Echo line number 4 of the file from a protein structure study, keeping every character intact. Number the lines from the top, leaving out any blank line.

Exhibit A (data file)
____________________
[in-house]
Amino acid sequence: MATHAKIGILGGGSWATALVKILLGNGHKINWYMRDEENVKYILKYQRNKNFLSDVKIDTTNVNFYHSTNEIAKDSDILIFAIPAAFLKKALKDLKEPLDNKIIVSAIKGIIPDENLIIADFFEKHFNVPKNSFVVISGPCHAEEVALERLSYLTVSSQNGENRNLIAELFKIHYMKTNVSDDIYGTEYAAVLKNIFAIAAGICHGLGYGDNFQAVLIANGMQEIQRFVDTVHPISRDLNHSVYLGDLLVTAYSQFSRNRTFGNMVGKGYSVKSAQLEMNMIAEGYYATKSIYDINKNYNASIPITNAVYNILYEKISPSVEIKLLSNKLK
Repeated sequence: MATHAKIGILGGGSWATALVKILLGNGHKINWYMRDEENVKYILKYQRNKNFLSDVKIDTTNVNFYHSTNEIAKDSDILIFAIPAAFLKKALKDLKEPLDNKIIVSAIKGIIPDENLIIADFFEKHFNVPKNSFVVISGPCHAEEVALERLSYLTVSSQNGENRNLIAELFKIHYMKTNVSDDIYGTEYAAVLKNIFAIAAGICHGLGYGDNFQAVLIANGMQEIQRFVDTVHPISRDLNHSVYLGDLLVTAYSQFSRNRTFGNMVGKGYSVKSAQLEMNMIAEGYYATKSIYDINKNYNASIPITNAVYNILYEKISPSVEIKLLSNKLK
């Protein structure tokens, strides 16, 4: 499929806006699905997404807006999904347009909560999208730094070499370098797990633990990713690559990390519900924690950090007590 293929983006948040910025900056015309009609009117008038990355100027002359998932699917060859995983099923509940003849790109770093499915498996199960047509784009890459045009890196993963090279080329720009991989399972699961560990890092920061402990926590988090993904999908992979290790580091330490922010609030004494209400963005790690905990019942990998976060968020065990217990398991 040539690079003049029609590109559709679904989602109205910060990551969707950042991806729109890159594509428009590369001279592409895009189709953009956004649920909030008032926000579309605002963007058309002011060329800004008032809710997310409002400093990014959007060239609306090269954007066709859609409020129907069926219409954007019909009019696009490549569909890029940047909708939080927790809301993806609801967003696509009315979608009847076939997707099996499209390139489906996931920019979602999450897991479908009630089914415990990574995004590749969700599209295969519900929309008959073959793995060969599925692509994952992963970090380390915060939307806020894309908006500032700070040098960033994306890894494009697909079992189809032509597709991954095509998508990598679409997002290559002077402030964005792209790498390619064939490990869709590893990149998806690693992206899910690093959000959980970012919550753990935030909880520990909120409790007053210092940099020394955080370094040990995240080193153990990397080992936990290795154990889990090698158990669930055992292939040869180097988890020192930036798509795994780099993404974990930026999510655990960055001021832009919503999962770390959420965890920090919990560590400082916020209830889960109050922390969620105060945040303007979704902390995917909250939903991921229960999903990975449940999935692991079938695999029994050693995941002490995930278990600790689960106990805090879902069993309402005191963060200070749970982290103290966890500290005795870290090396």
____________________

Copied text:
């Protein structure tokens, strides 16, 4: 499929806006699905997404807006999904347009909560999208730094070499370098797990633990990713690559990390519900924690950090007590 293929983006948040910025900056015309009609009117008038990355100027002359998932699917060859995983099923509940003849790109770093499915498996199960047509784009890459045009890196993963090279080329720009991989399972699961560990890092920061402990926590988090993904999908992979290790580091330490922010609030004494209400963005790690905990019942990998976060968020065990217990398991 040539690079003049029609590109559709679904989602109205910060990551969707950042991806729109890159594509428009590369001279592409895009189709953009956004649920909030008032926000579309605002963007058309002011060329800004008032809710997310409002400093990014959007060239609306090269954007066709859609409020129907069926219409954007019909009019696009490549569909890029940047909708939080927790809301993806609801967003696509009315979608009847076939997707099996499209390139489906996931920019979602999450897991479908009630089914415990990574995004590749969700599209295969519900929309008959073959793995060969599925692509994952992963970090380390915060939307806020894309908006500032700070040098960033994306890894494009697909079992189809032509597709991954095509998508990598679409997002290559002077402030964005792209790498390619064939490990869709590893990149998806690693992206899910690093959000959980970012919550753990935030909880520990909120409790007053210092940099020394955080370094040990995240080193153990990397080992936990290795154990889990090698158990669930055992292939040869180097988890020192930036798509795994780099993404974990930026999510655990960055001021832009919503999962770390959420965890920090919990560590400082916020209830889960109050922390969620105060945040303007979704902390995917909250939903991921229960999903990975449940999935692991079938695999029994050693995941002490995930278990600790689960106990805090879902069993309402005191963060200070749970982290103290966890500290005795870290090396």